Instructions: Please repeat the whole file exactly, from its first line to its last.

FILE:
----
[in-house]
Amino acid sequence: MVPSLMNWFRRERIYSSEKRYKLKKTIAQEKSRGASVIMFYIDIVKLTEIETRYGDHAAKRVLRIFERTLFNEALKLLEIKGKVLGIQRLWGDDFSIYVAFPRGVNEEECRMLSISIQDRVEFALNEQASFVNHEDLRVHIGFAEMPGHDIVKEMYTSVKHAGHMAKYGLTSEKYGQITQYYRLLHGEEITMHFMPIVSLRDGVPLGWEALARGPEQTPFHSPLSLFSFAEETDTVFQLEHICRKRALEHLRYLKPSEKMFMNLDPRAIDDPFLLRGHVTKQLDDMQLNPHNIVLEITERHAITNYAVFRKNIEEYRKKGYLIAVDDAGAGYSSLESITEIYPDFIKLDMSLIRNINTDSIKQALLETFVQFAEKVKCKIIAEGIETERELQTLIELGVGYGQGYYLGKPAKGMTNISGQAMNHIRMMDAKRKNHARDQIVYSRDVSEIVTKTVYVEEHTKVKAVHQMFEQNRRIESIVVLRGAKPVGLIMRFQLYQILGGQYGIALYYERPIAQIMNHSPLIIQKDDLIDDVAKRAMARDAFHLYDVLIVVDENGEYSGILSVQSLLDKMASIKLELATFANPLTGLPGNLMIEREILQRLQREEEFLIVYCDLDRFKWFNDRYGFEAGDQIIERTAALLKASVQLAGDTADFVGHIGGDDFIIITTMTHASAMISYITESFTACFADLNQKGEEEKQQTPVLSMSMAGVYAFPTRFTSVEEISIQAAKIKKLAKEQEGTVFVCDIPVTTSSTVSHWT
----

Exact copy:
[in-house]
Amino acid sequence: MVPSLMNWFRRERIYSSEKRYKLKKTIAQEKSRGASVIMFYIDIVKLTEIETRYGDHAAKRVLRIFERTLFNEALKLLEIKGKVLGIQRLWGDDFSIYVAFPRGVNEEECRMLSISIQDRVEFALNEQASFVNHEDLRVHIGFAEMPGHDIVKEMYTSVKHAGHMAKYGLTSEKYGQITQYYRLLHGEEITMHFMPIVSLRDGVPLGWEALARGPEQTPFHSPLSLFSFAEETDTVFQLEHICRKRALEHLRYLKPSEKMFMNLDPRAIDDPFLLRGHVTKQLDDMQLNPHNIVLEITERHAITNYAVFRKNIEEYRKKGYLIAVDDAGAGYSSLESITEIYPDFIKLDMSLIRNINTDSIKQALLETFVQFAEKVKCKIIAEGIETERELQTLIELGVGYGQGYYLGKPAKGMTNISGQAMNHIRMMDAKRKNHARDQIVYSRDVSEIVTKTVYVEEHTKVKAVHQMFEQNRRIESIVVLRGAKPVGLIMRFQLYQILGGQYGIALYYERPIAQIMNHSPLIIQKDDLIDDVAKRAMARDAFHLYDVLIVVDENGEYSGILSVQSLLDKMASIKLELATFANPLTGLPGNLMIEREILQRLQREEEFLIVYCDLDRFKWFNDRYGFEAGDQIIERTAALLKASVQLAGDTADFVGHIGGDDFIIITTMTHASAMISYITESFTACFADLNQKGEEEKQQTPVLSMSMAGVYAFPTRFTSVEEISIQAAKIKKLAKEQEGTVFVCDIPVTTSSTVSHWT